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You may have heard that aircraft, in an emergency, can dump fuel. However, not all aircraft are required to have this feature. In fact, just a limited selection of aircraft have a requirement to have a fuel dumping system on them. So, what about the Boeing 737? Can a Boeing 737 dump fuel? Let's take a look.
Can a Boeing 737 Dump Fuel?
No. At least the stock Boeing 737 does not dump fuel.
As we will discuss in the next section, there is no requirement for any of the Boeing 737 models to have a fuel dumping system in place. This is because they can ditch their fuel in other ways.
Why Would An Aircraft Need To Dump Fuel and Why Does the Boeing 737 Not Need To Do That?
To understand why the Boeing 737 doesn't have a fuel dumping system, there are two things that you need to know first:
- Maximum take-off weight
- Maximum landing weight
As you can imagine, the maximum take-off weight is the maximum weight the aircraft can take off with. This includes fuel, passengers, baggage, the weight of the aircraft itself, etc. If an aircraft exceeds the maximum take-off weight, then it can't take off.
The maximum landing weight is the maximum amount of weight that an aircraft can have when it lands. You don't want the aircraft to exceed this weight during the landing. After all, an aircraft is going to be bouncing on the runway. That bounce, if the aircraft is too heavy, can ruin the structure of the aircraft and damage the landing gear.
Now, here is where things start to get a little bit more complicated because it is quite legally complex and the rules have changed a little bit over the years. However, we will give you an overview.
The FAA requires that the maximum landing weight be a certain percentage of the maximum take-off weight. A few other things are brought into consideration (we told you it is complicated!) such as the climb speed of the aircraft, fuel burn rate, etc. It is a complex calculation.
Long story short, the Boeing 737 doesn't need to be ditching fuel to meet FAA regulations. There is no need for a fuel-ditching system. If a Boeing 737 needs to ditch weight, it is advised to circle around to burn off weight. It wouldn't take too long for the Boeing 737 to burn off enough fuel for the plane to be able to land safely.
There are cases where an aircraft may need to land in an emergency and it doesn't have the time to burn off the fuel. However, that doesn't really matter here. This is something that will be taken on a case-by-case basis and there are legal protections in place to still allow these aircraft to land even when they are over the maximum FAA guidelines for landing weight.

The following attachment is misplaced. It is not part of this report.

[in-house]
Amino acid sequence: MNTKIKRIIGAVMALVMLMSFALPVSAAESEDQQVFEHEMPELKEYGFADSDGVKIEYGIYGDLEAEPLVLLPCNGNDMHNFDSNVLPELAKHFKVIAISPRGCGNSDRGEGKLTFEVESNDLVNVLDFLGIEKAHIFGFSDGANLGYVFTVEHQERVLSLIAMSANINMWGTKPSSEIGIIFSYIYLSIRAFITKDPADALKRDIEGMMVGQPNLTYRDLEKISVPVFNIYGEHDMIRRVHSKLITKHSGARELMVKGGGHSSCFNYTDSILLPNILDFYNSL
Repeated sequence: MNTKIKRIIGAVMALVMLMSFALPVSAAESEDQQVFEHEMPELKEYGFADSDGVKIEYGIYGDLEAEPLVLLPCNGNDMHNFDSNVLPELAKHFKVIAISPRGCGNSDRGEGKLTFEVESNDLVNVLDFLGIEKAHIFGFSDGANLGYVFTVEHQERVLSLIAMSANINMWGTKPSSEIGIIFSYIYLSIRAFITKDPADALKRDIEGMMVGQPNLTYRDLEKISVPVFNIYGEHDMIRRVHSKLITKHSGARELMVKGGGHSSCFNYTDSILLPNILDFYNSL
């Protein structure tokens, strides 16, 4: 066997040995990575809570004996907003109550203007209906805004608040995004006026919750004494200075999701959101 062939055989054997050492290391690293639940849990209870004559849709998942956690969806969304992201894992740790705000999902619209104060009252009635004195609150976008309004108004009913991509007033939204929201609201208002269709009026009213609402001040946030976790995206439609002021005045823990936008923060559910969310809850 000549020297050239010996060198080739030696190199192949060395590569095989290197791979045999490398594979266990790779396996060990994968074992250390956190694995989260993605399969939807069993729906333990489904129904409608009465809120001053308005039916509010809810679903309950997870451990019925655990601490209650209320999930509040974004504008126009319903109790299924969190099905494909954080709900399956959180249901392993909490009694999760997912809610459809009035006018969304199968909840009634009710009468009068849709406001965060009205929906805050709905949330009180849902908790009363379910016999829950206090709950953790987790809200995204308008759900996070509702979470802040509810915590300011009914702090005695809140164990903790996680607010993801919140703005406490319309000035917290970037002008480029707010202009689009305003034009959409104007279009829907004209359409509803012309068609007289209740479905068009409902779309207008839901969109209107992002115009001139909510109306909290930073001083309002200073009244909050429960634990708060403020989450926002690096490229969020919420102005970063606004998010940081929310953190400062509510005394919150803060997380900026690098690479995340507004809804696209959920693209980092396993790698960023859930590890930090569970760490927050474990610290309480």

So, why does a plane need to dump fuel? Well, it is to protect the structure of the aircraft during an emergency landing. There is absolutely no need to ditch fuel unless the plane is landing earlier than anticipated.
A Boeing 737 doesn't need to ditch fuel because it is not required to do so under FAA regulations. It can land without fuel ditching, or it can burn off fuel pretty quickly to bring it beneath the maximum landing weight requirements.
As a note here; this is not to say that a Boeing 737 cannot be equipped with a fuel dumping system. We are sure that there are some Boeing 737 out there with them included. However, it isn't necessary. Even in an emergency landing situation, they probably would never be used.
What Happens To The Fuel That Is Dumped?
It should evaporate in the air.
When an aircraft dumps fuel, it will do so at a reasonably high altitude wherever possible. This means that it is never going to sink through to the ground. Anything that does get through is going to be incredibly minuscule and have no impact on the environment.
Things do get a bit trickier if fuel is being dumped at a low altitude, though. That fuel likely will hit the ground. If fuel needs to be dumped at a low altitude, it is best practice to ditch the fuel over an unpopulated area wherever possible. Although, not much can be done if that isn't possible.
Has It Happened Before? And When?
Aircraft dump fuel on a fairly regular basis if there is a risk of them landing overweight. It is very rarely discussed, though. We certainly couldn't find any examples of a Boeing 737 needing to ditch fuel because the aircraft has no way to do so.
Shortly before we wrote this article, a Lufthansa Boeing 747 did need to ditch fuel due to an emergency. The flight was LH431 on December 4th, 2022.
This flight was traveling between Chicago O'Hare and Frankfurt.
Due to cabin pressurization issues, the aircraft had to return to Chicago O'Hare about 50 minutes into the flight. Because it was still loaded up with fuel at this time, it had to be dumped to lower the aircraft's weight.
Outside of this, you may find aircraft ditching tiny amounts of fuel every so often. Fuel is expensive, and airlines don't want to be dumping too much of it. If they do dump it, it is likely because they are ever so slightly overweight just before the landing.
So, there you have it. A Boeing 737 doesn't have a fuel dump as it doesn't need a fuel dump. Other aircraft do, but the 737 never has, even when the FAA rules were slightly different.
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